This is why the smartest founders conduct lots of research in the ideation stage of their startup. It’s also why the world’s most consistently successful companies, musicians, and authors conduct continuous market testing. They understand the undying importance of operating with purpose and how such sound strategy itself emboldens motivation.
More plainly, it benefits you to educate yourself and stay up to date around how to best provide value to your consumers.
Personally, again, this is something I’m remarkably thankful I did in building Nexford University. My team spent months surveying thousands of students around the world, along with faculty members and employers. We set forth to identify which aspects of higher education succeeded––which methods of teaching, which modes of development, which forms of support worked––and which didn’t. And we tested elements of our software, applications, and services to fine-tune each. This legwork informed, among other things, what pain points we wanted Nexford to solve for.
Then we set forth to create that solution. Ongoing, we’re continuously working to determine whether we’re still on course.
Regular research will evince what problems remain to be solved.
To this last point, consumers––whether they’re students, professionals, or founders themselves––want, above all, solutions.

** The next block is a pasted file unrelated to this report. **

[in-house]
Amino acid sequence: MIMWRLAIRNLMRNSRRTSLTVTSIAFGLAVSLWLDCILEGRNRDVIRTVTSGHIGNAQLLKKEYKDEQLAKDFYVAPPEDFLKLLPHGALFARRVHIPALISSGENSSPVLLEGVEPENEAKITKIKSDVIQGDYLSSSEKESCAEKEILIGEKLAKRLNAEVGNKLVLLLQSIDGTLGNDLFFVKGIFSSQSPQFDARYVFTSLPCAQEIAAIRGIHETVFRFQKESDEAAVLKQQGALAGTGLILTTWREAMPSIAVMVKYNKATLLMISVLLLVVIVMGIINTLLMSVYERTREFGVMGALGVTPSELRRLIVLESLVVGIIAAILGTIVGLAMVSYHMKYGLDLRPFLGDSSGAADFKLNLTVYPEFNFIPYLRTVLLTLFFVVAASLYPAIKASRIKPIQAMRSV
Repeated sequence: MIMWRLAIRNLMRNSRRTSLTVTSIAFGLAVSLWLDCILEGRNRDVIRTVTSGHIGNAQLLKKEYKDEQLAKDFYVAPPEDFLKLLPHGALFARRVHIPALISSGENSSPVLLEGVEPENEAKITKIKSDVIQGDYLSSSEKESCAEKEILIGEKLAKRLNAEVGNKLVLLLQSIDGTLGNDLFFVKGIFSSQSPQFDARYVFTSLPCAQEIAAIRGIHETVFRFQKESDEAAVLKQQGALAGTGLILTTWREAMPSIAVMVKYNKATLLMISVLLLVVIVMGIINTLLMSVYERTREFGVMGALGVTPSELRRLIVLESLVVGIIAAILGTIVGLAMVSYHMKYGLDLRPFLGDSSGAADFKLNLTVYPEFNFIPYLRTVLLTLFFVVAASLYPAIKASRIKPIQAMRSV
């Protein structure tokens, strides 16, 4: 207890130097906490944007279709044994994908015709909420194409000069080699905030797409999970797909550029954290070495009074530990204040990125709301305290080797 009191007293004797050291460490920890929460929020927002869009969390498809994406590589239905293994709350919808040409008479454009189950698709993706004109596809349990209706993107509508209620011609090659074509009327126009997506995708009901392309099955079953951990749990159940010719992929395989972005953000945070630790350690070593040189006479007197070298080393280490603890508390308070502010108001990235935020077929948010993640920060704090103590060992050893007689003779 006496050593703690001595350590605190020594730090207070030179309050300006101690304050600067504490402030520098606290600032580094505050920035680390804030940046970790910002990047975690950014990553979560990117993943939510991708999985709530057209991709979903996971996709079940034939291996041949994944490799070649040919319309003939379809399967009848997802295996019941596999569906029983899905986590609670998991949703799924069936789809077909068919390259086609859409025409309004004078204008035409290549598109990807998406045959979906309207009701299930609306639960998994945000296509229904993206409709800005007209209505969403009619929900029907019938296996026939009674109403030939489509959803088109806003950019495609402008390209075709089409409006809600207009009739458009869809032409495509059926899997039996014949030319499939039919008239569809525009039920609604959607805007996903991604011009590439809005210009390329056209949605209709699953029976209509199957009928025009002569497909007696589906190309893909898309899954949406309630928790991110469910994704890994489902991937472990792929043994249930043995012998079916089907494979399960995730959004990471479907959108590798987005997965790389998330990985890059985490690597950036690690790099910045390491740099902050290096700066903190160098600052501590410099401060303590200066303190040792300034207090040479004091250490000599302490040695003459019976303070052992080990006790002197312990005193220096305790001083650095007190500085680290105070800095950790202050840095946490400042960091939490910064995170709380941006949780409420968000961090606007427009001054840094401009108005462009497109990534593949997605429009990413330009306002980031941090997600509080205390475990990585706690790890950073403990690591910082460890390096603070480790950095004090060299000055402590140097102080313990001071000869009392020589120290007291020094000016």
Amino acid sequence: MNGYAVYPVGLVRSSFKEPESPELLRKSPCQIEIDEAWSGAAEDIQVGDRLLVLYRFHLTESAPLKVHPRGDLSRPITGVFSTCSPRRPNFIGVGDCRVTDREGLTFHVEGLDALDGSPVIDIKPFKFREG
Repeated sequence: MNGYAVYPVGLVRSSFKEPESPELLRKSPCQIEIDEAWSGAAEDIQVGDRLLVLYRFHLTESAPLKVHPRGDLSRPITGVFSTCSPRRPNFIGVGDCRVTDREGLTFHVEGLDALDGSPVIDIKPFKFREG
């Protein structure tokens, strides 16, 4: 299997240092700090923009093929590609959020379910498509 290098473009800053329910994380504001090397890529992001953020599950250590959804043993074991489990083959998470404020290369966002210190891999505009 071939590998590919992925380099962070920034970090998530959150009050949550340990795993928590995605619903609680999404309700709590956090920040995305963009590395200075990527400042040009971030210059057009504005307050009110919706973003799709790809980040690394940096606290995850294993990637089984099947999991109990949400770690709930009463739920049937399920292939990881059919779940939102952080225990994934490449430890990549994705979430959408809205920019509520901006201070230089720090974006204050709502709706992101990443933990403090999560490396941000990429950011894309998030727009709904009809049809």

They don’t care about bells or whistles or whatever other superfluous appendages you believe to be market differentiators. They want only an absence of pain.
Conducting continuous research of both the theoretical and practical sort will avail you this critical insight––what still causes your customers pain––along with a certain wisdom that the afore-referenced bells and whistles really don’t matter at all.
In building and continuing to improve Nexford, my team has seen that what causes our could-be customers pain are things like elongated response times, mysterious fees, lack of flexibility, and one-size-fits-all pricing plans. What students really wanted is job skills, speed, affordability, transparency, and efficiency.
So that’s what we’re designing and ever-tweaking Nexford to provide. We ask ourselves every day: how can we deliver on those rapidly changing skills, reduce fees, provide more transparency, and eliminate waste?
Now, as should be noted, it can be tempting for founders to get carried away building features they deem cool and interesting––to create a company that solves for all the horrible misery unearthed through research and customer surveys.
You must resist that temptation. Focus instead on utilizing insight first allowed by research and, more ongoing, provided by your customers, to build a company that does one thing really well.
Ultimately, this is a matter of working smart and putting the customer first.
That’s why, to others out there who, like me, are working to so fundamentally impact the world, I believe it prudent to suggest we follow this advice: utilize the lessons available in the struggles of those who came before us, seize the opportunity of the ongoing education provided by our users, and, above all, work smart.